This mossy fishing village of about 500 residents is one of the oldest along the Carretera Austral. It was founded in 1935 by German immigrants fleeing the economic ravages of post–World War I Europe. As in much of Patagonia, Chile offered free land to settlers with the idea of making annexation by Argentina more difficult. Those early immigrants ventured into the wilderness to clear the forests and make way for farms.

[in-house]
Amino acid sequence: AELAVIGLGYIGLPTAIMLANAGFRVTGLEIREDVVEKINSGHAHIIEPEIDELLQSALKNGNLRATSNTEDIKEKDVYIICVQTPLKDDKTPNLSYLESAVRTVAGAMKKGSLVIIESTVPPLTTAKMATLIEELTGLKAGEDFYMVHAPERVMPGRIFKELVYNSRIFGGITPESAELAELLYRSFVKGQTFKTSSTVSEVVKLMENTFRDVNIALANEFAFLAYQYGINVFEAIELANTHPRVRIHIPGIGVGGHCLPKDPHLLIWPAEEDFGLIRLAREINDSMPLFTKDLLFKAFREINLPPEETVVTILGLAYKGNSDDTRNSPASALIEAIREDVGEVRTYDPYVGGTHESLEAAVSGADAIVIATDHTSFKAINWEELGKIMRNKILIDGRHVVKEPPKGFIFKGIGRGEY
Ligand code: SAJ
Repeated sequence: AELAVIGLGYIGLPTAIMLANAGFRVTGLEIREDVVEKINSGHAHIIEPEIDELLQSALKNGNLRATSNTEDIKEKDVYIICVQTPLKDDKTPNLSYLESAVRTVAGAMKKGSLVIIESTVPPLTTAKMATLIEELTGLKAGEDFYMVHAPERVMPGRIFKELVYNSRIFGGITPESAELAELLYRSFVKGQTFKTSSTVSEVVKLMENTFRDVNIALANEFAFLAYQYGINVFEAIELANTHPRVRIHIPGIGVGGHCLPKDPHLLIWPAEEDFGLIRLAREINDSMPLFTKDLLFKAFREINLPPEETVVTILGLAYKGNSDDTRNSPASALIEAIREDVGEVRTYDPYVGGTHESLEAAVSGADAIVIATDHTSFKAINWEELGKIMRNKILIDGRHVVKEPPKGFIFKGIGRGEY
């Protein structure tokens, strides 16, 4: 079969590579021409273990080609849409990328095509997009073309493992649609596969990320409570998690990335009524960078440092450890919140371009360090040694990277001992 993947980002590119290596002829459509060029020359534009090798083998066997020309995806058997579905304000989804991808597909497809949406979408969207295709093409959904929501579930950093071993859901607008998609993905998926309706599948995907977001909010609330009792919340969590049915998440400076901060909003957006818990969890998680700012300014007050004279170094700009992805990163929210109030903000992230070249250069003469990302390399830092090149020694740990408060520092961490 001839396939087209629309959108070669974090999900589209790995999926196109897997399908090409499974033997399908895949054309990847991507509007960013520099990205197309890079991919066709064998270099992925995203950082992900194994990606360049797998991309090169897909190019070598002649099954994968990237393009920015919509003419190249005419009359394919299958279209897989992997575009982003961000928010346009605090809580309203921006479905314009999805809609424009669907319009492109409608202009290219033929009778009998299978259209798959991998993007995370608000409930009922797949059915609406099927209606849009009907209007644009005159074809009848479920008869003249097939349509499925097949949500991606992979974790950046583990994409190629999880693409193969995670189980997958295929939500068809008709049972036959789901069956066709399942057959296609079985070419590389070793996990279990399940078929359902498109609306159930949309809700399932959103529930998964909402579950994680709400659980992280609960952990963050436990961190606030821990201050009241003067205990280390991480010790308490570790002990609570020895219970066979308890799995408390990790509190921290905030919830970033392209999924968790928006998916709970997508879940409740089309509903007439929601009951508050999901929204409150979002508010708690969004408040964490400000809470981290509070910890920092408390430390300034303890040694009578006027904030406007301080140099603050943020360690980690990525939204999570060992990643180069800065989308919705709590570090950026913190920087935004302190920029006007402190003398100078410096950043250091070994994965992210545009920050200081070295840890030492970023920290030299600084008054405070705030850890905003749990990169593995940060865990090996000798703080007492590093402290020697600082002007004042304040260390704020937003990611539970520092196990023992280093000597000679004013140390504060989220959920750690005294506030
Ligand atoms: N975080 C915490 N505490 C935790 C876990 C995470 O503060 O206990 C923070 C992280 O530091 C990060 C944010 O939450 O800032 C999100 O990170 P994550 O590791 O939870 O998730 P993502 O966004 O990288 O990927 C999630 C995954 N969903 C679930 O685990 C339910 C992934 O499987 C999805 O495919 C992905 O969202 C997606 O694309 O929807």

Today this sleepy town near Queulat National Park and Termas de Puyuhuapi is a convenient stopover for those headed farther south in the region. It has a few modest guesthouses, as well as some markets and a gas station.